Under The Sky- Solo Exhibition

I have used art, not only to explore my internal landscape and reflect on my own position as a descendant of a dispossessed family, but I have also expanded from an interest in personal expression to a critical awareness of current dilemmas in the world around me, including questions of mapping, diaspora, and ongoing incidents of racial stereotyping. The collective migration taking place today has recalled my own memories and is evidence of how past history is constantly reconstructed in the present. 

My proposed research explores the historical, cultural and psychological sense of place. I am very interested in the way identity and memory are interwoven with place through political and cultural boundaries. My visual narratives are informed by childhood memories, family anecdotes, and historical and geographical references. They are also inevitably larger issues that concern an entire nation sharing the same cause. Being an expatriate and having assimilated into a different culture adds to the intensity of the experience, and thus contributes to my development as an artist. I often feel simultaneously intimate and estranged in both my birthplace and current place. Given my hybrid identity, I grapple with the notion of nostalgia, belonging, and identity, and constantly compare the two places and cultures. In this sense, my artworks are metaphors of fractured identities.

In an attempt to approach representations of self and the surrounding, I employ visual vocabulary consisting of lines, colours, forms, and images drawn from my personal life experiences and ancestral heritage. For example, “The Mourners,” has a cultural reference, as women grieve through gestures and dramatic body movements. I bring these cultural elements into my painting to express similar reactions to the grotesqueness of war and its terrible consequences. The unidentified faces in my paintings become symbols to generalize the experience, and also to underscore the loss of identity and the familiar. Juxtaposed with the detailed faces in other paintings, they form a contrast between the literal and the allegorical, the familiar and unfamiliar, and the personal and public. In “Erased”, while the repetitive faces look similar, each has a subtle variation to indicate the unique individual experience of trauma despite the collective tragedy.  By placing my figures closer to the viewer in the picture plane, they become confrontational. A sense of depth is created in the background; they are walking towards the Unkown. Whereas the figures in my paintings are gestural, my faces and sculptures represent bodily fragments and mental traces, with complex connotations. Generally, all of my elements are symbolic representations and visual references to what used to be familiar but turned into unfamiliar due to the world’s brutality and indifference.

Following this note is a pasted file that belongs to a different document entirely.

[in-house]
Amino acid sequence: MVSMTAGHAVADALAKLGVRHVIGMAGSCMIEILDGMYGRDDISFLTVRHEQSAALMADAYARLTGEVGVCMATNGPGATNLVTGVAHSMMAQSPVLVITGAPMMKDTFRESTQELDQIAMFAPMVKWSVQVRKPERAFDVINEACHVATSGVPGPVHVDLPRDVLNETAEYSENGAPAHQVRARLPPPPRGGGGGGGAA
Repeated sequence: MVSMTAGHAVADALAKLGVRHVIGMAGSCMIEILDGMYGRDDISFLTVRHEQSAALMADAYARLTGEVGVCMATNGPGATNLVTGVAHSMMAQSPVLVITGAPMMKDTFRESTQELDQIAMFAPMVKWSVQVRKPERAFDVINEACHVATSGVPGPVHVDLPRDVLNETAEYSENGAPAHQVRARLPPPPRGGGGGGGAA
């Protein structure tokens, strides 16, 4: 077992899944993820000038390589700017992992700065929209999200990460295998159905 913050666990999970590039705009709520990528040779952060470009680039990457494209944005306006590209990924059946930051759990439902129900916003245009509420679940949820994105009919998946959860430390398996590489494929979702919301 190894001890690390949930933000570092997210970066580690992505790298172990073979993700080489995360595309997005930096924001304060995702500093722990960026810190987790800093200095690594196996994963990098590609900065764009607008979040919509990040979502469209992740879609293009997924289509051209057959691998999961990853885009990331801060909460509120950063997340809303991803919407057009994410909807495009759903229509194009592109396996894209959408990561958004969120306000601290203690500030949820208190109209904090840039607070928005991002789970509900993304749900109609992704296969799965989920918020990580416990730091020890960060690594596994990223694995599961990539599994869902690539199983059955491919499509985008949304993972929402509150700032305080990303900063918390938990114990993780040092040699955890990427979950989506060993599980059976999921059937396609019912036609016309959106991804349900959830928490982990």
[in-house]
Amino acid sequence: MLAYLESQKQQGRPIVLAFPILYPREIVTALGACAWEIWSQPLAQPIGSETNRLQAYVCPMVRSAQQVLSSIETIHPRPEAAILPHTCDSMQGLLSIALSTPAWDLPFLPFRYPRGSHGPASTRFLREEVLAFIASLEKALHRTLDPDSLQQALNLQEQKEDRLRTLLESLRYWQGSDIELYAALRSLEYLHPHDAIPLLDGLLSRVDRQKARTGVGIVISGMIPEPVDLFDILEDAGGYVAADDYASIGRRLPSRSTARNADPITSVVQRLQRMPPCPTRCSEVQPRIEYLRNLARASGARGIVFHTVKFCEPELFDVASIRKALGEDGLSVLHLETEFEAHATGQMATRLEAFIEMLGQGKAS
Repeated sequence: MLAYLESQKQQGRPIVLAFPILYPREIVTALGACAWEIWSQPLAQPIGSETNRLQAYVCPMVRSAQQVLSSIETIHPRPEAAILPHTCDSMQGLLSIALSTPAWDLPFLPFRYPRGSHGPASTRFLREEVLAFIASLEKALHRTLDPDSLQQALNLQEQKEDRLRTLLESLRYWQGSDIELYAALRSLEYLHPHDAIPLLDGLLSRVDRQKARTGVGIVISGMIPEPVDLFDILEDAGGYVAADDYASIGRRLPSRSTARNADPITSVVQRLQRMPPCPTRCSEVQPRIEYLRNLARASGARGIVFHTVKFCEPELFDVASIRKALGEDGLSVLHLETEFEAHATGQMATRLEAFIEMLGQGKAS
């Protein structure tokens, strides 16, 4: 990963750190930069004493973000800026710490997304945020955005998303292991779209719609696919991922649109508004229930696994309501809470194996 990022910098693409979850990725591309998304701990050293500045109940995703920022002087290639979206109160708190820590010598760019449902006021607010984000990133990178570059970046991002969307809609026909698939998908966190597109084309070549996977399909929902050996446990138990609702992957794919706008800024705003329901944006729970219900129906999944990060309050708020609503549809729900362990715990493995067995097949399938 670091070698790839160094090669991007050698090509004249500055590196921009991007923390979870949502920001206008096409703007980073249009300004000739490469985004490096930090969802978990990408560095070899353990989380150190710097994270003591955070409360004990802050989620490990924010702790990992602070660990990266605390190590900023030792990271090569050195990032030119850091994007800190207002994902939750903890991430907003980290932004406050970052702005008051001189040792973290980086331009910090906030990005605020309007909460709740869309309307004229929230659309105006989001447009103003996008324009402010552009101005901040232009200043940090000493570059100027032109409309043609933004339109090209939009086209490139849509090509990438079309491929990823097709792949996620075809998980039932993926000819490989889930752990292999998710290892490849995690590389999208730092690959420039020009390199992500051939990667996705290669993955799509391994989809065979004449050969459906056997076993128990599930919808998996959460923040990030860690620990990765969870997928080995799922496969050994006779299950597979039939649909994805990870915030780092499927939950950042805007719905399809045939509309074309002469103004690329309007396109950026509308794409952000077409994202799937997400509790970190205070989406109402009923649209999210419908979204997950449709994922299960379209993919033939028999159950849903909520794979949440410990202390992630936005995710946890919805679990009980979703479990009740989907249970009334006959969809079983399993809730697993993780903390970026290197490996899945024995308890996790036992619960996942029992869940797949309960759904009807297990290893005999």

Although I have worked with various media, I rely mainly on oil and acrylic. My technique is characterized by painterly brush strokes and a rich colour palette. I refuse to be constrained by one single style or art trend. Nonetheless, if required to categorize my style, I would say that I’m a contemporary abstract expressionist artist. To me, contemporary is to be able to depict a current theme or immediate feeling. My art is “contemporary” in the sense that it tackles current issues such as cultural identity and human suffering resulting from the unprecedented mass migration of human beings.